Kibogo by Scholastique Mukasonga
SCHOLASTIQUE MUKASONGA’S family was massacred in the 1994 genocide in Rwanda. Mukasonga was elsewhere and missed the carnage; forcing her to become a “survivor,” a term she inhales with angry bitterness. She eventually made it to France, where she married, had two sons, and became a social worker. But her much-acclaimed writing was always wrapped up in the hellish reality of Rwanda and all it had stolen from her. Her earlier works are mostly mournful tales told to us in a deceptively simple narrative voice that doesn’t quite suppress the urgency that lay beneath it. She was always trying to pay homage to her dead family, and the reader senses the strain was often overbearing. Her wrenching, autobiographically tinged works, like The Barefoot Woman, reminded me of the tortured prose of another survivor, Elie Wiesel, who, like Mukasonga, wore the damage of what had happened to him on his ravaged face.
In another of her works, Cockroaches, she writes about the guilt that is always present; her regret that she wasn’t “with her family when they were being hacked up by machetes. How could I have simply gone on living my life, as they were all dying?” But she lets some light in. She recalls precious moments with her beloved mother, who would teach her to braid mats and weave baskets but never forget to remind her that she must stay on guard. They were being hunted by the Hutus, her mother told her, and they would go for a young Tutsi girl before anyone else. Again, Mukasonga’s sentences are clipped but carry beneath them an impending depravity.
Tutsis were hated in Rwanda. The Belgians thought them to be “foreign” and supported the Hutus, whom they viewed as authentic Rwandans. The Catholic Church also sided with the Hutus, believing the Tutsis to be in cahoots with unnamed dangerous forces. The irony was that these designations were purely speculatory based on hypothetical notions of what a genuine Rwandan is or should be. It is thought that the combination of these forces fueled the genocide that killed eight hundred thousand Tutsis; thirty-seven of her family among them.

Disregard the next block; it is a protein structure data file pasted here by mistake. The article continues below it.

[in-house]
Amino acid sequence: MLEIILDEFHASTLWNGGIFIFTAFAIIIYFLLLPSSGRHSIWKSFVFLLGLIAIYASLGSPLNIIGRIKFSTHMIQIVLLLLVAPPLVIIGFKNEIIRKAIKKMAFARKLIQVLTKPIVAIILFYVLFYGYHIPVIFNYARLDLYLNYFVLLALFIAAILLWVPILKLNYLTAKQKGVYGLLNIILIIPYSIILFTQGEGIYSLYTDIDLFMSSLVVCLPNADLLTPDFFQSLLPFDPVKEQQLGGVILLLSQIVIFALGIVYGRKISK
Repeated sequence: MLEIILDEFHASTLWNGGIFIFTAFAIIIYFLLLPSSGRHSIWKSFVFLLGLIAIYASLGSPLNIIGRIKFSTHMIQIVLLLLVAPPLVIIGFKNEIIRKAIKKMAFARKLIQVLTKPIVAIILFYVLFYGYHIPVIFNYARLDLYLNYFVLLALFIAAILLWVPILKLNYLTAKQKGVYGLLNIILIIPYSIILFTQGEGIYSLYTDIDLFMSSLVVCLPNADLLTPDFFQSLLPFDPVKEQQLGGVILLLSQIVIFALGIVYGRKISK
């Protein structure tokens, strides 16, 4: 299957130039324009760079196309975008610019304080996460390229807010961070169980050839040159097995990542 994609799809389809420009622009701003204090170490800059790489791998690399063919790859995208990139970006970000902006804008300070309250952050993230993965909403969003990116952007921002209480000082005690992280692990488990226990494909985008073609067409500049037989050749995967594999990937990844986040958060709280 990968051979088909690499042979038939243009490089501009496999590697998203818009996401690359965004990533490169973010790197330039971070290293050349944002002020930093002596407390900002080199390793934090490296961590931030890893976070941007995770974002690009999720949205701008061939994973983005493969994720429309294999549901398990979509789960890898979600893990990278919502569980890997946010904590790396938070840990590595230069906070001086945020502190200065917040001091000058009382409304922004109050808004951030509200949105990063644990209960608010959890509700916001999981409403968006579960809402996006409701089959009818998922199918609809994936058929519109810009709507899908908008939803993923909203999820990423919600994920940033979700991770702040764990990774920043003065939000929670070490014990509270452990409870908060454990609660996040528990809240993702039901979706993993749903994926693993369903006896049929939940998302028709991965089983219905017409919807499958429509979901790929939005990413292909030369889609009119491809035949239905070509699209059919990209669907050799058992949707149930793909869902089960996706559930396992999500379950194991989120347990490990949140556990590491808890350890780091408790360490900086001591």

Mukasonga, like Wiesel, made a promise to always bear witness to the tragedy that had befallen her. And she desperately wanted to remain faithful to that pledge. But the reader senses she needed to find a new way to do so that didn’t involve such personal agony. Perhaps by allowing herself to freefall backward in time to ancient Rwanda, she could once again embrace her countrymen without rancor.
In her mesmerizing new set of interlinked stories, Kibogo, she embeds herself amidst the Rwandans of the past. It was a time when all Rwandans were considered the treasured children of the Kingdom of Rwanda. Hutus and Tutsis were seen as brothers in arms. The lively streets were filled with festive voices of people speaking her native tongue, Kinyarwanda, instead of the French she learned at school.
The story begins at a time when the townsfolk are desperate for rain. The Catholic priests blame them and explain the drought as related to their lack of enthusiasm for Catholicism. One priest admonishes the crowd: “But what do I see concealed beneath your medallions of Yezu and Maria? What are you trying to hide from me? Gris-gris that the witchdoctors made for you, that’s what, with all their bric-a-brac of leopard claws, warthog tusks, snakeskins, rabbit bones, twisted roots and feathers from those fortune-telling chickens that you don’t dare eat though you’re dying of starvation!”
But the people had grown weary of the clergy’s coldhearted condemnations, and a few decided to go in search of Kibogo, who had once brought the rain before disappearing atop a huge mountain into a white cloud. Their frantic search for Kibogo is fueled by the rantings of a renegade priest, Akeyuzu, who has recently been defrocked and was now preaching that the Bible could be interpreted in many ways. One could have their old beliefs and superstitions and Jesus, too. All of it was merely the same search for God’s grace.
Time passes, and the rain finally arrives, and most credit Kibogo. There’s a new feeling of defiance in the air with regard to the way the church condemns the Rwandans’ pagan beliefs. Some townsfolk are even whispering to one another about their anger at the plasticized stern Christianity being shoved down their throats. Newcomers visit the village and wish to spend time with the elders learning all they know about Rwanda’s grand past. They are infatuated with the elders’ stories, which they write down in notebooks as if a new sort of gospel.
Mukasonga rejoices in her ancestral homeland. It is a place of beauty and distraction where she wanders about, without being smothered by all that came later, which would ensnare her soon enough. We hear the chirpings of an unusual optimism sneak into the margins of her pages, and we rejoice alongside her. Mukasonga is an exquisitely original and sensitive writer.
Merrick, New York
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